Could you imagine your childhood without Mr. Rogers teaching you how to be a good neighbor, or Dr. Seuss sharing the escapades of the Cat in the Hat? Maybe you loved reading about Ramona Quimby as she navigated through her everyday problems, or watching Steve figure out what Blue’s clues were all about? But what were these icons really like? Not all of them were what they seemed to be. Let’s take a walk down memory lane to read some surprising dark facts about our favorite childhood heroes.
1. A Beautiful Day In The Neighborhood
You know kids love a show when it lasts for over 30 years. And who didn’t love Mr. Rogers? With his mild, caring demeanor, his quiet singing voice, and his signature cardigan, he did his best to make kids feel secure and cared for. In fact, the show’s focus on children’s social and emotional needs might have been a result of Mr. Rogers’ own traumatic childhood.
2. Troubled Times
The reason for Mr. Rogers’ difficult childhood: Weight and confidence issues. He was bullied at school, and at home, his asthma triggered overprotective tendencies in his mother, who kept him indoors a whole summer because of it. He dealt with his problems alone, as best as he could—but a silver lining in those troubled days was time spent with his grandfather.
3. Just The Way You Are
Apart from playing the piano and escaping to an imaginary world with his stuffed animals whenever he was troubled, Rogers loved spending time with his grandad. The older man would assure Rogers that he loved him just as he was. This became a standard refrain on the show: Rogers would end it by telling his young audience, “I like you just the way you are.”
4. It Was Destiny
There was a world where Fred Rogers never stepped in front of a camera! His plan was to join a seminary after he got his degree in music composition in 1951. The only reason he changed his mind was that his parents had recently bought a television and when he saw it at their house the content utterly appalled him. He wanted to use it to “nurture those who watch and listen.” Lucky for us he swung by his parents’ place before going to the seminary!
5. O Canada
Mr. Rogers’ Neighborhood was actually born in Canada. After he had spent a few years working behind the scenes for a show called The Children’s Corner, Rogers moved to Toronto to create and host a black-and-white, 15-minute show for CBC called Misterogers. He eventually moved back to Pittsburgh after three years and was able to start hosting Mr. Rogers’ Neighborhood a year later, on PBS.
6. Mr. Rogers Knows
What made the show such a hit with little kids and their parents? Well for starters, no problem was too big or small for Mr. Rogers’ Neighborhood. From divorce to sibling rivalry, dealing with loss or a new arrival in the family, Rogers’ emphasis was to help kids feel all their feelings. He even talked to them about Robert Kennedy’s assassination! Parents appreciated that he spoke to their kids directly and as equals.
7. A Divine Message
The Church wanted Rogers to be on TV! Remember that seminary Mr. Rogers wanted to go to? Well, he did end up going there while he was working on The Children’s Corner. He was ordained as a Presbyterian Minister, and the Church asked him to “minister to children and their families” through his show. Rogers took this seriously, and always consulted with psychologist Margaret McFarland about the content he created for his young viewers.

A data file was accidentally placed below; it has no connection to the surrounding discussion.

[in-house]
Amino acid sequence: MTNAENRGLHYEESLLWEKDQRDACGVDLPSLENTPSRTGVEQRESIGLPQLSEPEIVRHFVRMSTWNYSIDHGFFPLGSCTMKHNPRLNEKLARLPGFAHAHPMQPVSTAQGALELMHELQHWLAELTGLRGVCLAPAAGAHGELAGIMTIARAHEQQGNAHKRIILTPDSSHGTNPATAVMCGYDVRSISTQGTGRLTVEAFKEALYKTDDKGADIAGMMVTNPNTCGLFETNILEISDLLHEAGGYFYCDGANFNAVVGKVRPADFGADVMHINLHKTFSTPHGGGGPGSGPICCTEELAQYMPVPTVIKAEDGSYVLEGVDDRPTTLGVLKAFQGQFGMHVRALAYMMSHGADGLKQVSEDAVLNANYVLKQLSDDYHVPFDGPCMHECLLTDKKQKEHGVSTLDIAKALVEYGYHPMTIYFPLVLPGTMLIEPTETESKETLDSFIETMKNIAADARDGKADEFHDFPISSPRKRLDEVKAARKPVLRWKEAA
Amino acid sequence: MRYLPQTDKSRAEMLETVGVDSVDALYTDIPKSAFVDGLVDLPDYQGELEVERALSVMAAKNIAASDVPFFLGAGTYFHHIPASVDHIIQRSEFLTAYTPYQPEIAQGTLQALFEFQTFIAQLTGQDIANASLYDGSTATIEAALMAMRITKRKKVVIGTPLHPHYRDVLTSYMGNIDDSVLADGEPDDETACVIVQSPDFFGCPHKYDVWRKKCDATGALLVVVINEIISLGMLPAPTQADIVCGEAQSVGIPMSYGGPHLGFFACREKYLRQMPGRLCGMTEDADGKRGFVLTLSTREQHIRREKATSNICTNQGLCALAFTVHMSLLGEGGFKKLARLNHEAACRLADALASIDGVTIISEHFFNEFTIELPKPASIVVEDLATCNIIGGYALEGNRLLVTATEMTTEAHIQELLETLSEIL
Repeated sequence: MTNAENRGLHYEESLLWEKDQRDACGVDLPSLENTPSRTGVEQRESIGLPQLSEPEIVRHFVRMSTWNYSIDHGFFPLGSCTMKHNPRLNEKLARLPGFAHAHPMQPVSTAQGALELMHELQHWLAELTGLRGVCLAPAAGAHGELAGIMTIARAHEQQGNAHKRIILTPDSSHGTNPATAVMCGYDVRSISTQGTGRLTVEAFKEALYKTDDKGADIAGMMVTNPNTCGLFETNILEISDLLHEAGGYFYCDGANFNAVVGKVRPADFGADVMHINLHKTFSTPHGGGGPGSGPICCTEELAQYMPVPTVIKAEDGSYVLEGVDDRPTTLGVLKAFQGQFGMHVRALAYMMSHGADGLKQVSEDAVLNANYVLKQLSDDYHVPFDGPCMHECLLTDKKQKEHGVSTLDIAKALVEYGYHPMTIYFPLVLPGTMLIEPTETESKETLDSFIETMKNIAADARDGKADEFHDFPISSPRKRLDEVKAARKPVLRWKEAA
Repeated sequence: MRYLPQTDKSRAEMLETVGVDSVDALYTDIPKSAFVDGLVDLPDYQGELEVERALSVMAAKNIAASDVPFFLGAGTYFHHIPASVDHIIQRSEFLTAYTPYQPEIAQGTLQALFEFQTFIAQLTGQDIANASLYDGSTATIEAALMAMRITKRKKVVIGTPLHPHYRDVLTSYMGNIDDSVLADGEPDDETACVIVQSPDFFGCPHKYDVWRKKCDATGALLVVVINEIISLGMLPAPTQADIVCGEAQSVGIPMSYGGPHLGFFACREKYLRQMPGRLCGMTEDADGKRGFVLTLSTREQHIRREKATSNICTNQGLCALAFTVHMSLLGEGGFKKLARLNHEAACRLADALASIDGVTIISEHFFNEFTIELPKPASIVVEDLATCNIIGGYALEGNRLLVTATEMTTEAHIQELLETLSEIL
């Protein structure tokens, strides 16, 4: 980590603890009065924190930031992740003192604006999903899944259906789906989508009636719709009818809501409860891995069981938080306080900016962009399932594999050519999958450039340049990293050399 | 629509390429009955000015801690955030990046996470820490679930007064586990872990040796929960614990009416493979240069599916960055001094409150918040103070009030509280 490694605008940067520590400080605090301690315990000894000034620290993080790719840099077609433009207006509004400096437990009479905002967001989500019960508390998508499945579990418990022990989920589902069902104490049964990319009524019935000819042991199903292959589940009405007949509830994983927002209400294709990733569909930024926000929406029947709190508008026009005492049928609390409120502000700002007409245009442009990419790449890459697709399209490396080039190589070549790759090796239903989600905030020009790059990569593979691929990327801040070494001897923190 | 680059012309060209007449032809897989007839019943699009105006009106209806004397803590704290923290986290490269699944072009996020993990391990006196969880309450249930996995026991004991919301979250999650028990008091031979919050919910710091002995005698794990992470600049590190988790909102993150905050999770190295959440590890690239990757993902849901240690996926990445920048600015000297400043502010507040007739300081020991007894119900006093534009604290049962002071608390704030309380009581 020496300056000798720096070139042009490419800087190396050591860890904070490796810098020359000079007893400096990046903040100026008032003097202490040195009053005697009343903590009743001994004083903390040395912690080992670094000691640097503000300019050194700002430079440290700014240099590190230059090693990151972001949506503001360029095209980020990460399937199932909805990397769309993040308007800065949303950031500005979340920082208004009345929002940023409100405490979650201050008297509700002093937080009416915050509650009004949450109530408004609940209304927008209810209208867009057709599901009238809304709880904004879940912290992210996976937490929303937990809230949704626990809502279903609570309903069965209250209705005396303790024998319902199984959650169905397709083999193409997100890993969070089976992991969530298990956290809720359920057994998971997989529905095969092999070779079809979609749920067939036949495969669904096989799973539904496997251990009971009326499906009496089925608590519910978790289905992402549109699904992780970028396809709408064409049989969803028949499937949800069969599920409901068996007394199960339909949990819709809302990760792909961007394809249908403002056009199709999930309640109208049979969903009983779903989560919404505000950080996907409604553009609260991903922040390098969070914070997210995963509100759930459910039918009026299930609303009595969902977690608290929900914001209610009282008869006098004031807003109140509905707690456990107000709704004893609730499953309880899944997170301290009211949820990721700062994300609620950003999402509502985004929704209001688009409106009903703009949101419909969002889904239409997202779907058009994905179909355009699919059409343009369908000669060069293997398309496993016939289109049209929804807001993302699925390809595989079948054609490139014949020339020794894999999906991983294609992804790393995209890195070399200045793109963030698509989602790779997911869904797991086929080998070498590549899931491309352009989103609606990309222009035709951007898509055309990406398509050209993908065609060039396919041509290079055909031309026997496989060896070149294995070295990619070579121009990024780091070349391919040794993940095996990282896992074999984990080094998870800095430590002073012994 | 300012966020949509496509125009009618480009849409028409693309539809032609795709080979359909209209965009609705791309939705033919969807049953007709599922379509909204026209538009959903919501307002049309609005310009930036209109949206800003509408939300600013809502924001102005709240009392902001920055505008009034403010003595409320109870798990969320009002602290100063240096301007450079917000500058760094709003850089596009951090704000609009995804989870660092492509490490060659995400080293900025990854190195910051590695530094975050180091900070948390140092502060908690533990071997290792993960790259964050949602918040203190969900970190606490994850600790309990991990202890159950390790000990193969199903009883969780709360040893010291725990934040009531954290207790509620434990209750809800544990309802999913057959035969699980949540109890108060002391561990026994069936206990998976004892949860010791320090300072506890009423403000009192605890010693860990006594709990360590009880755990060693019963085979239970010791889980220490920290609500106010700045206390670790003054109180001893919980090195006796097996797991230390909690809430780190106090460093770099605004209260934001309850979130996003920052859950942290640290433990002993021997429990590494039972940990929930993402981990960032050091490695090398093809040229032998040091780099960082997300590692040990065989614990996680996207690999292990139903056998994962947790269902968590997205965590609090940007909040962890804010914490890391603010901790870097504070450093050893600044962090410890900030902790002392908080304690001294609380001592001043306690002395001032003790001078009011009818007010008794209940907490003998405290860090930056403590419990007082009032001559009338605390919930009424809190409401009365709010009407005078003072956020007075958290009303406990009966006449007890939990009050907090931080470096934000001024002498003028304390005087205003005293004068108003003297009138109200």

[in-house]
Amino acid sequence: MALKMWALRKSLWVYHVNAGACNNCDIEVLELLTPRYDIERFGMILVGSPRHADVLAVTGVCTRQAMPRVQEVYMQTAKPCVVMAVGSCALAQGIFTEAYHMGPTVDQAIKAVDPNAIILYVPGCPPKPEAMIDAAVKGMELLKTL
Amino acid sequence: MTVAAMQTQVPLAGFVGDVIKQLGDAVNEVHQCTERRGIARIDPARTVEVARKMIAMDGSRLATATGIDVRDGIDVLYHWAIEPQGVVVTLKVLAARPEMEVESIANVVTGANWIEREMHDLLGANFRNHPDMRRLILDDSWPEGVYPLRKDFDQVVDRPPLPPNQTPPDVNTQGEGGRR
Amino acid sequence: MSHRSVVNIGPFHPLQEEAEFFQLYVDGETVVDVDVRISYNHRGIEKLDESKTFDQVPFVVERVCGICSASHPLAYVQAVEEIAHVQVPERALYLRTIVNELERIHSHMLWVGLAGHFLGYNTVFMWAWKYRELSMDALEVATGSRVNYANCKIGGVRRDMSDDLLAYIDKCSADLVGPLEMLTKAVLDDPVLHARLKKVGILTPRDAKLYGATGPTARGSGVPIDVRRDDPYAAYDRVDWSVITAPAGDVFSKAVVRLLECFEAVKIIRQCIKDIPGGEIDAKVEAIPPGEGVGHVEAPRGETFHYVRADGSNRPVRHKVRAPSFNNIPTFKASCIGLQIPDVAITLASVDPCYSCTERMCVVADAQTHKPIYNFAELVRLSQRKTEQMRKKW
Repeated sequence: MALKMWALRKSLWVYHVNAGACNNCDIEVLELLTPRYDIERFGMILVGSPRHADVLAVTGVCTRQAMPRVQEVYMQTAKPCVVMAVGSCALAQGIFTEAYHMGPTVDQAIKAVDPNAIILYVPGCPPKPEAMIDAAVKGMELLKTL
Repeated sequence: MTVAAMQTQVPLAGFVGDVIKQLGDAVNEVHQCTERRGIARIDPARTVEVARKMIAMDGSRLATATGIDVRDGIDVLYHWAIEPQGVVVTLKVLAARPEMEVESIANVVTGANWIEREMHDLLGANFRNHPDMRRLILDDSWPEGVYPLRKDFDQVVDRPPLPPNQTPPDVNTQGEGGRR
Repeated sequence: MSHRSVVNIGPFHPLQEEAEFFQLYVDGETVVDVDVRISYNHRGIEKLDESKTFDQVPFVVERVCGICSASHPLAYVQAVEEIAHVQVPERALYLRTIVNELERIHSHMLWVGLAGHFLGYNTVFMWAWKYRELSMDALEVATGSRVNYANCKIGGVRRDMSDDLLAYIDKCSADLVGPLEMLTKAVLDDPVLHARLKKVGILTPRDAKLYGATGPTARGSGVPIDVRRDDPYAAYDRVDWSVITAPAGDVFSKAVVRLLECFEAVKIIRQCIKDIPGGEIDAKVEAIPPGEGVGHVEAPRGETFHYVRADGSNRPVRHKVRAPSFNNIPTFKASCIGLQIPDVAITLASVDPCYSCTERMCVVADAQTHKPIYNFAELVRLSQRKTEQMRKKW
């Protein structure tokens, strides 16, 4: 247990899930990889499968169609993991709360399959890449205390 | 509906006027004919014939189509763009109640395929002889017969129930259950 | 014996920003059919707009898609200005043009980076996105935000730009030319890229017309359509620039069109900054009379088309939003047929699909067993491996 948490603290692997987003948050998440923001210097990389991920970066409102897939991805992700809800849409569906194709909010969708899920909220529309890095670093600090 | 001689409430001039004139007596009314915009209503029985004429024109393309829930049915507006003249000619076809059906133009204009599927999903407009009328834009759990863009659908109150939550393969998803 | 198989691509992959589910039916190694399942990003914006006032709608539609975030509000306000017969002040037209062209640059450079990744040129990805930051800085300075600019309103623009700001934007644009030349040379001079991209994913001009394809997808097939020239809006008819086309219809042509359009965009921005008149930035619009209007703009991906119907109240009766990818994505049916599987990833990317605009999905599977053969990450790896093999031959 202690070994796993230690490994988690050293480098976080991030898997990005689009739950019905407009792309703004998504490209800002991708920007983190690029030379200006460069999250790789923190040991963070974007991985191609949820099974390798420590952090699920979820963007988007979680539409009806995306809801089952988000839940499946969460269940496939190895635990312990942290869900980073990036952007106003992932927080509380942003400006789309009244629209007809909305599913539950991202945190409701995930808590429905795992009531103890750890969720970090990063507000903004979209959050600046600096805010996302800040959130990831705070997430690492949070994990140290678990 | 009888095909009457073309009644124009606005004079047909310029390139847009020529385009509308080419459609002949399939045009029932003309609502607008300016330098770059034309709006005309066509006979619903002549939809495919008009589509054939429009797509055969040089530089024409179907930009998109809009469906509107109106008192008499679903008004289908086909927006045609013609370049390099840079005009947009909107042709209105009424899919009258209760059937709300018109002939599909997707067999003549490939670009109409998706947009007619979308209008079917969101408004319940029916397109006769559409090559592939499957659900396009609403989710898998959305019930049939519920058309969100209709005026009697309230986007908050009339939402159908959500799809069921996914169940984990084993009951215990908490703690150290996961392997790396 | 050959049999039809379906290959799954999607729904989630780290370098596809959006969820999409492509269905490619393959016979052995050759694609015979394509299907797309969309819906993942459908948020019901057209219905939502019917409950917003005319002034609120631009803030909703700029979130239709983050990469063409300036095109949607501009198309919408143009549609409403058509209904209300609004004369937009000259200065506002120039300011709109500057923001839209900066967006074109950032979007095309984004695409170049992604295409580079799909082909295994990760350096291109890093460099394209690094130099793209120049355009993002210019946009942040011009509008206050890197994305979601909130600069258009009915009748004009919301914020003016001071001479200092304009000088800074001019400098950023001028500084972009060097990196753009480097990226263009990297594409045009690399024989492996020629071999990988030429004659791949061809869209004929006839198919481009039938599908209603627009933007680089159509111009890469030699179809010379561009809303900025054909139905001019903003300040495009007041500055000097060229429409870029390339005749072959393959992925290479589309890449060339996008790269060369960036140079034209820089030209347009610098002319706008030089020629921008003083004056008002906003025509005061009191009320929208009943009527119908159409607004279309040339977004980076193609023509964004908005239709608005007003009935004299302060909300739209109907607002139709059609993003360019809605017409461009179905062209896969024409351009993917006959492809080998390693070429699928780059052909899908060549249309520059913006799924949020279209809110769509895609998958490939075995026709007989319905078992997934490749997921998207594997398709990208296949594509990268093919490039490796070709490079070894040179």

8. Goodbye Neighbor
It was a sad day in the neighborhood when Mr. Rogers finally bade goodbye and filmed his final show in 2001. He wanted no fanfare or acknowledgement that this was his last show though, and there was no mention of it onscreen. Reruns of the show continued to be telecast, as well as episodes he had previously recorded. But the final goodbye was when he passed due to stomach cancer in February 2003.
9. Adult Friends
It wasn’t just kids Rogers was concerned about though—he wrote numerous books with parenting advice for grownups. He also stopped filming Mr. Rogers’ Neighborhood for four years in the 1970s and used the hiatus to dabble in adult programming. He was one of the most popular choices for Commencement speakers and presented such a strong case in front of the Senate to ask them not to cut PBS funding, that they ended up doubling it!
10. The Pittsburgh Factor
Mr. Rogers wasn’t the only children’s superstar born in Pittsburgh: Award-winning writer Robert Munsch was born there too. He was the fourth of nine children and was best at writing all kinds of poetry in school. No one, including him, thought much of that though, as he wasn’t academically inclined otherwise.
11. A Priestly Ambition
Munsch might never have been a writer if he’d followed his original ambition: To become a Jesuit priest. He spent seven years in the seminary training to be one, but while he was there, he would volunteer in an orphanage to “escape from deadly classes in philosophy.” Good thing he didn’t like philosophy is all I can say!
12. Daycare Adventures
Although he’d spent seven years at the seminary, Munsch still needed to take some time to figure out what he wanted to do. He decided the best place to answer such existential questions was a daycare. Turned out he made the correct decision, because while he was there it hit him: He wanted to spend his life working with children! Definitely a "right place, right time" kinda scenario.